OPEC could replace Iran oil supplies to Europe

An Iraqi worker operates valves at the Rumaila oil refinery, near the city of Basra.

OPEC members would be able to make up for a drop in Iranian oil supplies if the EU was to agree to an embargo on the country’s imports, said Chakib Khelil, the group’s former president.

Saudi Arabia, the biggest producer in the Organization of Petroleum Exporting Countries, has oil in onshore storage and in tankers, Khelil said in an interview with Mark Barton on Bloomberg Television’s “On the Move” Friday. “It should be possible to replace at least the European consumption of Iranian oil,” he said.

Crude futures gained since the middle of last month, partly because of concern that tensions between the West and Iran could disrupt supplies to global markets. In addition, production may start shutting this week in Nigeria, Africa’s biggest supplier, if unions don’t reach an agreement with the country’s government on fuel subsidies, according to the Pengassan union.

“This year is exceptional,” said Khelil, who is also Algeria’s former energy minister. “We are seeing some problems coming up in Nigeria, and like experience has shown, we never can guess what may happen. This year we could be surprised by the prices.”

Crude has been buoyed this month by tensions with Iran after the country’s Vice President Mohammad Reza Rahimi said on Dec. 27 that Iran would consider closing the Strait of Hormuz, the transit point for a fifth of the world’s crude.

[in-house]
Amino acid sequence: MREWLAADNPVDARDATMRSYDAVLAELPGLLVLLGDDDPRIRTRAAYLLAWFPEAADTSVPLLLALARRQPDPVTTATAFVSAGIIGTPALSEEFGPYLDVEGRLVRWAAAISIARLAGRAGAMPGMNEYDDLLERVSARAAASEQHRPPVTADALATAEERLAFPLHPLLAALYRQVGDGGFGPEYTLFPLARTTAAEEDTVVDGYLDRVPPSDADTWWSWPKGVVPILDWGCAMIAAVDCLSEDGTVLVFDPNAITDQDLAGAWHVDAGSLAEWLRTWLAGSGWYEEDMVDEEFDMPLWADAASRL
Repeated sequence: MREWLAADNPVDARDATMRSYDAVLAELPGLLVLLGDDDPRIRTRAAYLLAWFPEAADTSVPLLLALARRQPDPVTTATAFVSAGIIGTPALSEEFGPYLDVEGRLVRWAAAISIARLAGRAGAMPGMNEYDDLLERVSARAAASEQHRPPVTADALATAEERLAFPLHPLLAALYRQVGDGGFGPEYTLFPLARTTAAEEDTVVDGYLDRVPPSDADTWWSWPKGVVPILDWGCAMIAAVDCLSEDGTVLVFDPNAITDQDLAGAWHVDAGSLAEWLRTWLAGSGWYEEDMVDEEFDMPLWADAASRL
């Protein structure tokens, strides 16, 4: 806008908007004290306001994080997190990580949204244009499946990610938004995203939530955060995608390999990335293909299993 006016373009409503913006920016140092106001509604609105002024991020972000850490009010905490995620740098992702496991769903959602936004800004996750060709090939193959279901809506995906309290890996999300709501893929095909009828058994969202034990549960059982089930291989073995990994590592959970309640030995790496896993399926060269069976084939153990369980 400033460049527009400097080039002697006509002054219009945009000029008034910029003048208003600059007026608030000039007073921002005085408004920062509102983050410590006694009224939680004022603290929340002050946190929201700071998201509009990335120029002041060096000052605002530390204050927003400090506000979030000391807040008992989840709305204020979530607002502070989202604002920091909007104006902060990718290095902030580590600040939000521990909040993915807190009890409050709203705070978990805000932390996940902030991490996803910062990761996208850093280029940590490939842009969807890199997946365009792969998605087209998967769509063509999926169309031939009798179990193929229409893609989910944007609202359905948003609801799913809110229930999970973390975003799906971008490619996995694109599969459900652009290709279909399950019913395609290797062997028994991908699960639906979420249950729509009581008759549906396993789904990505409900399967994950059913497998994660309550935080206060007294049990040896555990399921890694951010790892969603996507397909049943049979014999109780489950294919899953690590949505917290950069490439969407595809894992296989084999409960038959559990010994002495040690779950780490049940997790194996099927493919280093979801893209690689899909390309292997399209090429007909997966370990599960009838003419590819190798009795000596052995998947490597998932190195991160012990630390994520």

An extended closure of the waterway may push crude oil to $200 a barrel, Khelil said, echoing a forecast for Brent this week from Mike Wittner, Societe Generale SA’s head of oil market research. “People were talking about $150 to $200. It depends for how long the strait would be closed,” Khelil said.

France, Germany and the U.K. have been pushing for an embargo to increase pressure on Iran over its nuclear program. The 27-member bloc may delay any halt to Iranian oil imports for six months to let countries such as Greece and Italy find alternative supply, an EU official with knowledge of talks said Thursday. Greece’s refineries relied on Iran for 20 percent of their oil in 2011.

“Europe actually is in a tremendous crisis right now and a peak in oil price would batter the economy more,” Khelil said. “Especially for those countries like Greece which have suffered already from that crisis.”

A global economic slowdown could see crude prices roughly halve from current levels, Khelil said. “You could have a tremendous economic crisis, in that case the oil price could fall down to $50,” he said.

Nigerian workers are striking over a cut in fuel subsidies this month that has caused gasoline prices to more than double. Nigeria produced 2.1 million barrels of crude a day in November while Iran pumped 3.55 million barrels, bringing their combined output to 6.3 percent of global supply, according to the International Energy Agency.

Crude futures traded at about $98 a barrel on the New York Mercantile Exchange Friday. Brent was at $110 a barrel on the ICE Futures Europe exchange in London.

A version of this article appeared in the print edition of The Daily Star on January 14, 2012, on page 4.




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